Financial issues are a major concern for the Malaysian population. A recent AKPK study polled 3,115 working adults, aged 18 to 60 years, from both the public and private sectors. It found that the high cost of living is the number one factor in causing financial stress in Malaysia. Second in importance is the lack of savings. Those with higher savings were more able to manage financial stress, but those with lower savings were more vulnerable to its effects.
In recent years, Malaysia’s financial system has struggled to deal with the consequences of the 1997-98 Asian financial crisis. The government has tried to address this problem by implementing emergency measures, including tight fiscal policy and a deposit insurance scheme. But the country is still facing structural problems. The Bumiputra First Policy, which has resulted in a weak financial system, has contributed to the problem.
The Malaysian government has taken steps to tackle these problems. One of these is the expansion of the Employees Provident Fund (EPF), the central pension pillar. The EPF is likely to divert more risks due to relaxed investment regulations, but it cannot escape the responsibilities it has to distribute income among Malaysians.
While Malaysia’s Bumiputra First policy is regarded as a success, the result is inefficiency in its financial system. The Bumiputra First Policy promoted the expansion of the domestic banking sector, but it distorted the system and created financial intermediaries that were inefficient. This caused a slowdown in the construction of a sound banking system. Ultimately, financial issues in Malaysia must be addressed before the economy can move forward.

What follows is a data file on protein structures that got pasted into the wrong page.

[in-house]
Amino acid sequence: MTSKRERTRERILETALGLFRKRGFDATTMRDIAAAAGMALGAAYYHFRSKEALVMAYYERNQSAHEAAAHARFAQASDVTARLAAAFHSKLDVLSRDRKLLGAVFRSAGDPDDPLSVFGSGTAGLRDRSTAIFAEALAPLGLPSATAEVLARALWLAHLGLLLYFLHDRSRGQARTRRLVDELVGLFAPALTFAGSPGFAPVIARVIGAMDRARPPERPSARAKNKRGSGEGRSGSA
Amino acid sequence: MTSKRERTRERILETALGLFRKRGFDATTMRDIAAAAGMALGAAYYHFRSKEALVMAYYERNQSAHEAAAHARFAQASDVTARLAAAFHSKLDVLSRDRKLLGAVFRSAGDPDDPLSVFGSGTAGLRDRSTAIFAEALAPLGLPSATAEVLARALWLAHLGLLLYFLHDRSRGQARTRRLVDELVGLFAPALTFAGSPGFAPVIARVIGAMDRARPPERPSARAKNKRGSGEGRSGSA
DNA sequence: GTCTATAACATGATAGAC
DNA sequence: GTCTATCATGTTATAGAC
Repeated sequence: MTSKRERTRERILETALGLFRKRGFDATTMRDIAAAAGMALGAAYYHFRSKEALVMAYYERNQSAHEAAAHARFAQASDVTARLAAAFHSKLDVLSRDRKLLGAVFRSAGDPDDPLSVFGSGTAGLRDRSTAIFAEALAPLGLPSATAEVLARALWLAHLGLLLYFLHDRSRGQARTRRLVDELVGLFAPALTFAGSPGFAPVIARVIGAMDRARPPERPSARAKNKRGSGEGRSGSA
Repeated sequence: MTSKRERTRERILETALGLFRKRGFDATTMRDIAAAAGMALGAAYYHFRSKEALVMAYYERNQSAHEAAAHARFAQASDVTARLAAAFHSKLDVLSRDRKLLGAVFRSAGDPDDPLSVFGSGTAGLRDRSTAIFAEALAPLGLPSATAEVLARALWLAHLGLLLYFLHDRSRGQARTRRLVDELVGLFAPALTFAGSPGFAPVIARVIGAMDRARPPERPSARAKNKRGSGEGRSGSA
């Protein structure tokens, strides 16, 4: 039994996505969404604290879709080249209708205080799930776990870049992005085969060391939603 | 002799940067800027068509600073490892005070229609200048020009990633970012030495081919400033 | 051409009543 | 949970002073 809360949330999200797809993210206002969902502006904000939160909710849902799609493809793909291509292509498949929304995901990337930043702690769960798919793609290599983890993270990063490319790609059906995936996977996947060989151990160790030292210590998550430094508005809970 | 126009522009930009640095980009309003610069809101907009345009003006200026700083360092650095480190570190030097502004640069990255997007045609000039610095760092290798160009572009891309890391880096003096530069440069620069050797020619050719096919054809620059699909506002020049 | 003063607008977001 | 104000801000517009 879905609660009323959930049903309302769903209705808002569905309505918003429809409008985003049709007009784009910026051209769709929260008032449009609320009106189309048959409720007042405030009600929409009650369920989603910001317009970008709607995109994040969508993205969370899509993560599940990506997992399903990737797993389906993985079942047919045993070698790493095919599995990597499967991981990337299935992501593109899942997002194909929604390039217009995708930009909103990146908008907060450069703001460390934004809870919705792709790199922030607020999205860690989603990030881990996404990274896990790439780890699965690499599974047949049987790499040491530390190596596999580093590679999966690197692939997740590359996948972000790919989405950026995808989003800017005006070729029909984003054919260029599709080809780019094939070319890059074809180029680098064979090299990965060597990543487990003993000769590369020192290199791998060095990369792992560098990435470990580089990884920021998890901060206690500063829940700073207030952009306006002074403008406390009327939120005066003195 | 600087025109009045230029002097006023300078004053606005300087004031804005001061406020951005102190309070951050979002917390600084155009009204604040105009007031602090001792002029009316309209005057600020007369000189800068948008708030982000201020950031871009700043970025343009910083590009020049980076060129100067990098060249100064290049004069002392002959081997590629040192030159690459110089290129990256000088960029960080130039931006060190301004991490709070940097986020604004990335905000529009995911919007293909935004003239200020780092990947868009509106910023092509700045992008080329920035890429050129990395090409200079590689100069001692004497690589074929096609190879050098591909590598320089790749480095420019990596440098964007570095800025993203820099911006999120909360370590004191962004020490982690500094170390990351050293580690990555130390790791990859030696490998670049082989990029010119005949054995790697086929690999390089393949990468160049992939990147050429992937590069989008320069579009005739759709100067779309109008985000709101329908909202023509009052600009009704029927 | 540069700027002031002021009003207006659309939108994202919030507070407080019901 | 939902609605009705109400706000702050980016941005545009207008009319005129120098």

Following the Asian crisis, Malaysia’s economy began to recover. Economic growth surpassed eight percent and unemployment was at three percent. Despite the economic challenges, the Malaysian government maintained an attractive macroeconomic policy regime. Moreover, it pegged the currency to the US dollar, which helped protect the domestic interest rate from the fluctuations in the international exchange market.
Malaysia has a long history of financial problems. The Malaysian government is taking steps to address these problems. One way to improve the financial condition of the country is to create an investment environment that encourages financial growth. The Malaysian government is committed to ensuring the success of Malaysian firms. All investors need to know what their risks are and how to mitigate them.
Household lending remains strong. This is supported by sound debt servicing capacity and healthy financial buffers. Meanwhile, banks continue to assess loan affordability and adhere to prudent underwriting standards. They also continue to provide credit to consumers. However, financial issues in Malaysia still pose a risk to the economy. The Malaysian economy remains a highly competitive place to do business.